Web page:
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How To Get Students To DO Something In The Classroom

I read an article written by Jennifer Gonzalez entitled, ‘To Learn, Students Need to DO Something’ and it made me consider my approach in the classroom. I have been guilty of simply teaching to transfer information, mainly with my examination classes. This approach has been motivated by time constraints and volume of content to cram into a short period of time. I want to change this because neither of these motivations has anything to do with learning.

I thought I would create a walk through of an approach to learning a theoretical concept in one of my Politics classes. I always create my lessons as series rather than stand-alones, so this walk though incorporates four lessons and would take approximately 4 hours for my students who are aged 17-18. Depending on the time available and ability of the students, this time may increase, but it is unlikely to decrease.

The premise of the lesson series is to create multiple and varied opportunities for my students to master the learning of the theory of power according to Steven Lukes.

Lukes’ theory of power is divided into three ideas (the open face, agenda-setting face and the manipulating desires face). The first three lessons would cover one of these ideas and the final lesson would involve essay writing. The end goal is for the students to be able to write a response to a short exam-style question and to get there, they will participate actively in critical thinking, creative thinking, collaboration and communication.

The first step was for me to create three mini interactive e-textbooks as shown below. These would be given to the students ahead of the relevant lesson and would act as a flipped classroom experience. This would provide them with the beginnings of what will become their prior knowledge. This would mean that the students would have to read the short text before they come to my class. The e-textbook is mobile friendly so they can read it on their smart phone during the bus journey to school. The interactive e-textbook includes video links and hyperlinked text which leads the student to definitions of complex or new vocabulary or a deeper dive into an issue or idea.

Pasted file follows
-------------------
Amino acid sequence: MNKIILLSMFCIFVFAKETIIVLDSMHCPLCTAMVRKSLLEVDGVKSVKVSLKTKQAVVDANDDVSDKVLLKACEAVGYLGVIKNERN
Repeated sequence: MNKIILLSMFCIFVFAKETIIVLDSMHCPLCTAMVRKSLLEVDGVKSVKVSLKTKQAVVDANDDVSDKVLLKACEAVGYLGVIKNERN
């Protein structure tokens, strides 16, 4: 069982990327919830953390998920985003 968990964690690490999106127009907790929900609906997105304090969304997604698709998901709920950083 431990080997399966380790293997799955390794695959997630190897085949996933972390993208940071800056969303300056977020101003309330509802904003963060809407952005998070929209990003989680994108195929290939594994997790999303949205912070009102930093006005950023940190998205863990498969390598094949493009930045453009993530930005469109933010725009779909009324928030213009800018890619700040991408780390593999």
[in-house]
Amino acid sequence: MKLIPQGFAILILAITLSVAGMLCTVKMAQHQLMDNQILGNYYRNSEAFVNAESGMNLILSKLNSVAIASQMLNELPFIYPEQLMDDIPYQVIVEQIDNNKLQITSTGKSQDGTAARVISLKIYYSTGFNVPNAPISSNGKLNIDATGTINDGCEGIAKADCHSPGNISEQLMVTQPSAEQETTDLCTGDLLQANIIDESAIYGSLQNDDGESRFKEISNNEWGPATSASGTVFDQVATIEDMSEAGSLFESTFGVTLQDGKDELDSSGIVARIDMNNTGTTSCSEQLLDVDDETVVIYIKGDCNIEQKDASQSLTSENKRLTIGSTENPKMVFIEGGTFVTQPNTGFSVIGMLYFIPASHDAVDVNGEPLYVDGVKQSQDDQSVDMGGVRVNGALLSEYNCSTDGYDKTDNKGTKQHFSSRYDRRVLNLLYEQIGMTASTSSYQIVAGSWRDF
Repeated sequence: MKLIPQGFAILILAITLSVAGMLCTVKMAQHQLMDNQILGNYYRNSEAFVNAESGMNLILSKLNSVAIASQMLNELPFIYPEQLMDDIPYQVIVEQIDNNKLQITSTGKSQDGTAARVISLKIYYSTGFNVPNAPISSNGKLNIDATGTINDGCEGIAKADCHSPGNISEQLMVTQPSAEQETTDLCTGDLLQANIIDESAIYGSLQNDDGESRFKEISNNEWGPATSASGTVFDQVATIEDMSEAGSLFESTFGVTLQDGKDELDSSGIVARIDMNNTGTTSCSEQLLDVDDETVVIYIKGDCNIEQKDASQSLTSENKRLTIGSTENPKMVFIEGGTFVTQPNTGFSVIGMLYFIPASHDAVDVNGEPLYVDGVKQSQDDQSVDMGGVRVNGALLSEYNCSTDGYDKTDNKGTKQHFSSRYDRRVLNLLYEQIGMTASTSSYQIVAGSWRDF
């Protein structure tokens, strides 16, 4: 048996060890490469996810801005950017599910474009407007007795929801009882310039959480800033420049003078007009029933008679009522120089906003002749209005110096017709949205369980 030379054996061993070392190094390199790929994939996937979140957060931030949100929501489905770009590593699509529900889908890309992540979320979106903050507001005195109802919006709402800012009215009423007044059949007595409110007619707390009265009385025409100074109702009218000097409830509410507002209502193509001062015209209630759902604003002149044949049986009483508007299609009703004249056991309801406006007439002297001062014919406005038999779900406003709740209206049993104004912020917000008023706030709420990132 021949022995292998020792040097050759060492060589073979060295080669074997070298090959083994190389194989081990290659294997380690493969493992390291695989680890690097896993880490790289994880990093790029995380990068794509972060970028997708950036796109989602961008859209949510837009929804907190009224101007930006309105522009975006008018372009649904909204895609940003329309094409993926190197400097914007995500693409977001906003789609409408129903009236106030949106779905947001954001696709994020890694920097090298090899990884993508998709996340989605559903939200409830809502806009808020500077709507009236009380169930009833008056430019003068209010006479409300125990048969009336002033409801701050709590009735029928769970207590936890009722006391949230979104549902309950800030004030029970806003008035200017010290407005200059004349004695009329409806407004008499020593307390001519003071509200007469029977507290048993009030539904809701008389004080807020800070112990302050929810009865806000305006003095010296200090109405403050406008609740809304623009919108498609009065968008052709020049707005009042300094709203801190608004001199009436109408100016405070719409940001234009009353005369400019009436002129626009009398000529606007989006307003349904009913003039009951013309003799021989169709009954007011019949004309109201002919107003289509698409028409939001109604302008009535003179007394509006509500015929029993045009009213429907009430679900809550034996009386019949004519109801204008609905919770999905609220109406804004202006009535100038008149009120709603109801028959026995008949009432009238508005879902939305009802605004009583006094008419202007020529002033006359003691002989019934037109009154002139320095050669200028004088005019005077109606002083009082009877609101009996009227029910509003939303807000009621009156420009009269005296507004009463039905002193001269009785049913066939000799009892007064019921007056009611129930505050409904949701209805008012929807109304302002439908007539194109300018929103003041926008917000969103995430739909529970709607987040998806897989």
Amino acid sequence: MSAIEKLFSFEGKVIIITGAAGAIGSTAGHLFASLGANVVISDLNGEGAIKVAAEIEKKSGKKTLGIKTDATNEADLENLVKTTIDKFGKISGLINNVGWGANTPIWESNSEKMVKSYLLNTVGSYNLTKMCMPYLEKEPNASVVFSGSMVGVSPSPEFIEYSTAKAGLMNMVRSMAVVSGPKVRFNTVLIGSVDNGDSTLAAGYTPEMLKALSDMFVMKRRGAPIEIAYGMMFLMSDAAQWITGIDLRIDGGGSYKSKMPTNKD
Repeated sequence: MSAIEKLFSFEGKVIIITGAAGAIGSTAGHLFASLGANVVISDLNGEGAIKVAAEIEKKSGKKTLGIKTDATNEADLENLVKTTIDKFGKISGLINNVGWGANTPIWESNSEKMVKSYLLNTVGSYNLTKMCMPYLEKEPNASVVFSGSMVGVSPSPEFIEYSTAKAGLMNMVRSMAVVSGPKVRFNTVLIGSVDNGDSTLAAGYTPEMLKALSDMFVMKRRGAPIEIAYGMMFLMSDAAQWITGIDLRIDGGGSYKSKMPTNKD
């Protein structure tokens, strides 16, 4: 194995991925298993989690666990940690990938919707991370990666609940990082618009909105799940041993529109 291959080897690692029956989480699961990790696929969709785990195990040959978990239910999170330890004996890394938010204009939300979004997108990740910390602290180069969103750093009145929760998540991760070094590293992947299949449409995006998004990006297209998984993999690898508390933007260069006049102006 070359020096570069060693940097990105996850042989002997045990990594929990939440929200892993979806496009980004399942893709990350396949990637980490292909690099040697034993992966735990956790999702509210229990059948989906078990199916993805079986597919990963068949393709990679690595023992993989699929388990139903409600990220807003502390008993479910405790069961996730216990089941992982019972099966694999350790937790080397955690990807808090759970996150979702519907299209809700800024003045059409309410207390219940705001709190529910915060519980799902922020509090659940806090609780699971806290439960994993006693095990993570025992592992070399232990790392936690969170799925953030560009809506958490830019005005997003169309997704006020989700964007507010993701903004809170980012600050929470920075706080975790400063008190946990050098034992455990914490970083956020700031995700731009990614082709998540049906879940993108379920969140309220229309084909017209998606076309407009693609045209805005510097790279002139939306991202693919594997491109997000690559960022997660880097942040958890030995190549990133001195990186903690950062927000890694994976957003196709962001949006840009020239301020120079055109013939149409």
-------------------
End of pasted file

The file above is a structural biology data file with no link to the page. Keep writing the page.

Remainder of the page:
Lesson 1

In this lesson the open face of power will be tackled. This lesson encourages critical thinking, fluency and flexibility. In this task the students are organising ideas, evaluating concepts and identifying links.

The flow of the lesson would be as follows:

I would ask the students to offer 3 words or phrases that made them stop and think, question or found interesting or compelling in the e-textbook:

I would then write these ideas on the white board or ask a student to do this.

The students would then be asked to identify how the ideas or concepts were relevant to the open face of power and linked to each other. This is a really effective method of identifying gaps in understanding from the flipped classroom experience. It is also a great active task as students will make connections and this is how they will create and plot an understanding of the topic in hand.

I would then select one idea or concept. It is likely that democracy would have been selected during the first task, so I would ask the students to give as many characteristics or definitions as possible of the term ‘democracy’. If the students have mini white boards they could write their ideas here but scrap paper will do just as well.